The recent furore caused by the Royal College of Physicians over its recent poll of member’s views on assisted suicide is a reminder that the debate about euthanasia and physician assisted suicide is very much alive in the UK. It is helpful to look at the evidence from other countries where assisted suicide, in some form or other, is legal. Recently, the latest stats from Belgium and Oregon were released.
In 2018 there was a total of 2,357 reported assisted suicides, up from 2,309 in the previous year. Since 2010, there has been a 247% increase in just 8 years.
While there were no children euthanised in 2018, there were 14 deaths of people aged between 18-29. Belgium first legalised euthanasia in 2002.
In January, the European Court of Human Rights in Strasbourg agreed to hear a case being brought by a man whose mother was euthanised in 2012 for depression. Tom Mortier was only informed that his mother, who was 64 and in good health, had been killed by lethal injection when officials from the hospital called him to deal with the paperwork for disposing of her remains.
There is another case in Belgium where three Belgium doctors are facing trial for certifying that a heartbroken woman was autistic, so she could be euthanised. It remains to be seen whether these landmark cases will lead to lasting change.
Assisted suicide has been legal in Oregon since 1997 and under the Oregon Death with Dignity Act (DWDA), terminally adults under certain specific qualifications can end their lives through the voluntary administration of a lethal dose of medications.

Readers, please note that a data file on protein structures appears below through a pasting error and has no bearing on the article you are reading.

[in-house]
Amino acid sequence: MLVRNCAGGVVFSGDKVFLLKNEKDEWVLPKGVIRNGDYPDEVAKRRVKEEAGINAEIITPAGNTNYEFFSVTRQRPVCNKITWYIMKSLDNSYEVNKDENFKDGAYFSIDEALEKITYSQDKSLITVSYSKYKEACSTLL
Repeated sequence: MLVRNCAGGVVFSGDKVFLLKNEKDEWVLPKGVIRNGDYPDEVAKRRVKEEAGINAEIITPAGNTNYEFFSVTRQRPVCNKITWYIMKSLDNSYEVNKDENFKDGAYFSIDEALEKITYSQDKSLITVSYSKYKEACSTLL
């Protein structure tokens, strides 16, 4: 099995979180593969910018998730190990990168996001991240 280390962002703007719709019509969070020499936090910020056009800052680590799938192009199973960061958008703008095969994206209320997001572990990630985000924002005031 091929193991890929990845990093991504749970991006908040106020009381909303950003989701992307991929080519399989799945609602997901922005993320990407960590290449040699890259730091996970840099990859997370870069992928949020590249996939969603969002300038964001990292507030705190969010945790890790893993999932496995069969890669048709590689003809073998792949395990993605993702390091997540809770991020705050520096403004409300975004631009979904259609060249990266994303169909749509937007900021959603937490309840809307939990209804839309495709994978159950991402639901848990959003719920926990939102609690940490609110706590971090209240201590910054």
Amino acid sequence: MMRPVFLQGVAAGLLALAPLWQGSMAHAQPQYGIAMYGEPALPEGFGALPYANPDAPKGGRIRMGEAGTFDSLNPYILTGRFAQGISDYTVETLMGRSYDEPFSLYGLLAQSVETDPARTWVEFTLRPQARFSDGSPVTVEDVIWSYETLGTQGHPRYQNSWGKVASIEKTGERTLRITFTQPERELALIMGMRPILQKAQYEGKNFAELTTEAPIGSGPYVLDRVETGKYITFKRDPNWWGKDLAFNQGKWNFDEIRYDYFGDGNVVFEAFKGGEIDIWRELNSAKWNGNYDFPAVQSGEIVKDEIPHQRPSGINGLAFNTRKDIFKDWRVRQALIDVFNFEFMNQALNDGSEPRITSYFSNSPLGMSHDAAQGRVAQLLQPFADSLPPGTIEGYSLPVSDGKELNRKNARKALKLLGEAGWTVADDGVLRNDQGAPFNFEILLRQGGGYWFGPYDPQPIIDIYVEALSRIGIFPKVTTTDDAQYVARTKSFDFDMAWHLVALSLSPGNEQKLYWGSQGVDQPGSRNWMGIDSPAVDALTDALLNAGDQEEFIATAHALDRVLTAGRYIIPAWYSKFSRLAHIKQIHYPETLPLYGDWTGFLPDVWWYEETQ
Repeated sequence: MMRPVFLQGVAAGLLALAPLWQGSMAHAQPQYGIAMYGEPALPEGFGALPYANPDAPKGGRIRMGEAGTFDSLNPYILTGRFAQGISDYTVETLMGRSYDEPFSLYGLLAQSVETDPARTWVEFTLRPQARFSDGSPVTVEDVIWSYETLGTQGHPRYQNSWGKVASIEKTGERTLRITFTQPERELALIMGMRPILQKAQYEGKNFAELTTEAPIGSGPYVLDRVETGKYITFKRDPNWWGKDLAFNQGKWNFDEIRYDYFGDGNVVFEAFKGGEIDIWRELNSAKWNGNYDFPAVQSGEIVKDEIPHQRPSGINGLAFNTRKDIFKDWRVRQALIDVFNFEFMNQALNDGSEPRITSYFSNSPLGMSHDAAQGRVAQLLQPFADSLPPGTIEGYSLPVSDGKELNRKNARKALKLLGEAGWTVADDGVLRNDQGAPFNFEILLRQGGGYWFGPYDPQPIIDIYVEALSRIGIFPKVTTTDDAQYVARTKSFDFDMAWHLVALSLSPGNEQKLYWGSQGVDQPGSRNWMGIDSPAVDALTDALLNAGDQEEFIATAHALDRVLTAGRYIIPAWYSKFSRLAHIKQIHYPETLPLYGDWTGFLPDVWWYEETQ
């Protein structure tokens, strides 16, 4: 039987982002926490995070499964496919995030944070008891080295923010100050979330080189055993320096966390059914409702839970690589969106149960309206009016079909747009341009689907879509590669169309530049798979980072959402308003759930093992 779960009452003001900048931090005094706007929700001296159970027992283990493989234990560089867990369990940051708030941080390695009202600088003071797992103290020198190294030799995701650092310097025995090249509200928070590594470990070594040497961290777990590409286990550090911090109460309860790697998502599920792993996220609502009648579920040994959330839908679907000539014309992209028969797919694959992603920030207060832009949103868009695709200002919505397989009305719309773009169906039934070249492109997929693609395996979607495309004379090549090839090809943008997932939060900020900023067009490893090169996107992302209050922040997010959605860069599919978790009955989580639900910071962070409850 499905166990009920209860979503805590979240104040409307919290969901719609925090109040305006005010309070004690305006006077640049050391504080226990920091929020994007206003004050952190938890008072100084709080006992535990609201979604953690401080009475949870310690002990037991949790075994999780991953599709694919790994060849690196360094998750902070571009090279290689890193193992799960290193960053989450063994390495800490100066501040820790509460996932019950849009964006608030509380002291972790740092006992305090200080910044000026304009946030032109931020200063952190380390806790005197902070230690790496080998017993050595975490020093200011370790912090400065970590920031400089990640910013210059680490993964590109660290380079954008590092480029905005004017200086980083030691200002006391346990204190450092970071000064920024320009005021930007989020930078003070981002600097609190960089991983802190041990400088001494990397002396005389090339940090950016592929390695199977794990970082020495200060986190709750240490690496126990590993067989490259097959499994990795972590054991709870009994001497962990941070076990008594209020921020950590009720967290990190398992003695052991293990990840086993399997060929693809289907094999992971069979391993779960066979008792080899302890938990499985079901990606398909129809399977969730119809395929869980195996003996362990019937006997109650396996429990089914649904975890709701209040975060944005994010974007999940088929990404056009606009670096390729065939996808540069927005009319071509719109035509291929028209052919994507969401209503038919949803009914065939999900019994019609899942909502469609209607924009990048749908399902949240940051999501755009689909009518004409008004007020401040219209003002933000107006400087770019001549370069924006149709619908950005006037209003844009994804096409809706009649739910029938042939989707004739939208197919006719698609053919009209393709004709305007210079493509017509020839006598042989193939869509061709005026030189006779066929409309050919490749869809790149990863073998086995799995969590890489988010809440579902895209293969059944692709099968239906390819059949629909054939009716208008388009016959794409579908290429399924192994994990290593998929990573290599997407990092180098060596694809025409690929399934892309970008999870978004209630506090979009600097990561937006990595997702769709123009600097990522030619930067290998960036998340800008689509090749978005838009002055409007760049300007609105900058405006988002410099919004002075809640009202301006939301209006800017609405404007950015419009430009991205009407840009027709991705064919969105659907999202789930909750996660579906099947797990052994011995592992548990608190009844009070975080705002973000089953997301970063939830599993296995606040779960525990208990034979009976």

The latest figures show that in 2018, 249 people received prescriptions for lethal injections, up from 218 in 2017. 168 died from ingesting the medications, including 11 who received the prescriptions in previous years.
Two doctors were referred to the Oregon Medical Board for failing to comply with regulations about assisted suicide.
Under the Suicide Act 1961, it is illegal in England and Wales to assist someone if they commit suicide. In Scotland, helping someone end their own life could lead to prosecution and assisted suicide is also illegal in Northern Ireland.
At CARE we believe that there is no way any law could be made safe from abuse. Assisted suicide would put pressure on some of the most vulnerable in our society to end their lives. We think it is better to care, rather than to kill. Read more about our on-going work around assisted suicide and end-of-life matters.